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ECB Takes Away Low Interest Rate Punch Bowl

Interest-Rates / ECB Interest Rates Apr 07, 2011 - 02:01 PM GMT

By: Axel_Merk

Interest-Rates

Today, the European Central Bank (ECB) raised its main refinancing rate by 0.25% to 1.25%.

ECB President Trichet has long argued that its monetary policy is independent of the "extraordinary measures" put in place to support the financial system. However, it was only earlier this year that the market took Trichet's suggestions that he may raise rates seriously, even as the sovereign debt crisis remains unresolved.


The role of a central bank is to take away the punch bowl when necessary, to pursue its mandate, not to be a cheerleader. The ECB's move can be seen as a stern signal to the banking system and governments to get their act together. Ultimately, the fate of each individual nation is in that country's hands, just as the fate of each bank rests with it's respective management. The Eurozone as a whole, however, will not wait for local or corporate politics.

With regard to the banking system, a couple of banks this week have announced capital increases, including Germany's second largest bank, Commerzbank. Trichet has previously urged, many times, that it "is essential for banks to retain earnings, to turn to the market to strengthen further their capital bases or to take full advantage of government support measures for recapitalisation. In particular, banks that currently have limited access to market financing urgently need to increase their capital and their efficiency."

With regard to sovereigns, yields imposed by the bond markets appear to be the only language policy makers understand. It is rather impressive how much progress has been made - often by minority governments - in light of market pressures. As we have pointed out in the past, a quarter point rate hike may be the least of concerns for weak countries.

The tough love approach employed by the ECB is taking away the punch bowl. As a result, reform processes may be expedited. Trichet has pointed out in the past that the reward will be lower cost of borrowing and price stability in the future, key ingredients to long-term sustainable growth.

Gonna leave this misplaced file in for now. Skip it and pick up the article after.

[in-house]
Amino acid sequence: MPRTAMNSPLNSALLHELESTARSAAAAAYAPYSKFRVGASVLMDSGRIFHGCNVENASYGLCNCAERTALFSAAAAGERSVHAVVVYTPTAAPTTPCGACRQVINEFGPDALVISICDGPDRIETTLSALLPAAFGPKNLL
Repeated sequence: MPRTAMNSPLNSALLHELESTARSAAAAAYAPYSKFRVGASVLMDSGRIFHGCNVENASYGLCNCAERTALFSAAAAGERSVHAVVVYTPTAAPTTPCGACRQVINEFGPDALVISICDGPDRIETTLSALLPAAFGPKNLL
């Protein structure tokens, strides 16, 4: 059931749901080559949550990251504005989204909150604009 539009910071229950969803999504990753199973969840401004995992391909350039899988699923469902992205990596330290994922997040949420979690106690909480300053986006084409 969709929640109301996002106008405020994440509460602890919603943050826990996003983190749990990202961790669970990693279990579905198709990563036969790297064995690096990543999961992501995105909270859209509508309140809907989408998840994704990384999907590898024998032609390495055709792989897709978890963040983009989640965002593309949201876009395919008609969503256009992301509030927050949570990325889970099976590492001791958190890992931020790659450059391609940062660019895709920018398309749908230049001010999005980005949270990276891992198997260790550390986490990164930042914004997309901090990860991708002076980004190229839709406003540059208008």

By Axel Merk

Manager of the Merk Hard, Asian and Absolute Return Currency Funds, www.merkfunds.com

Axel Merk, President & CIO of Merk Investments, LLC, is an expert on hard money, macro trends and international investing. He is considered an authority on currencies. Axel Merk wrote the book on Sustainable Wealth; order your copy today.

The Merk Absolute Return Currency Fund seeks to generate positive absolute returns by investing in currencies. The Fund is a pure-play on currencies, aiming to profit regardless of the direction of the U.S. dollar or traditional asset classes.

The Merk Asian Currency Fund seeks to profit from a rise in Asian currencies versus the U.S. dollar. The Fund typically invests in a basket of Asian currencies that may include, but are not limited to, the currencies of China, Hong Kong, Japan, India, Indonesia, Malaysia, the Philippines, Singapore, South Korea, Taiwan and Thailand.

The Merk Hard Currency Fund seeks to profit from a rise in hard currencies versus the U.S. dollar. Hard currencies are currencies backed by sound monetary policy; sound monetary policy focuses on price stability.

The Funds may be appropriate for you if you are pursuing a long-term goal with a currency component to your portfolio; are willing to tolerate the risks associated with investments in foreign currencies; or are looking for a way to potentially mitigate downside risk in or profit from a secular bear market. For more information on the Funds and to download a prospectus, please visit www.merkfunds.com.

Investors should consider the investment objectives, risks and charges and expenses of the Merk Funds carefully before investing. This and other information is in the prospectus, a copy of which may be obtained by visiting the Funds' website at www.merkfunds.com or calling 866-MERK FUND. Please read the prospectus carefully before you invest.

The Funds primarily invest in foreign currencies and as such, changes in currency exchange rates will affect the value of what the Funds own and the price of the Funds' shares. Investing in foreign instruments bears a greater risk than investing in domestic instruments for reasons such as volatility of currency exchange rates and, in some cases, limited geographic focus, political and economic instability, and relatively illiquid markets. The Funds are subject to interest rate risk which is the risk that debt securities in the Funds' portfolio will decline in value because of increases in market interest rates. The Funds may also invest in derivative securities which can be volatile and involve various types and degrees of risk. As a non-diversified fund, the Merk Hard Currency Fund will be subject to more investment risk and potential for volatility than a diversified fund because its portfolio may, at times, focus on a limited number of issuers. For a more complete discussion of these and other Fund risks please refer to the Funds' prospectuses.

This report was prepared by Merk Investments LLC, and reflects the current opinion of the authors. It is based upon sources and data believed to be accurate and reliable. Opinions and forward-looking statements expressed are subject to change without notice. This information does not constitute investment advice. Foreside Fund Services, LLC, distributor.

Axel Merk Archive

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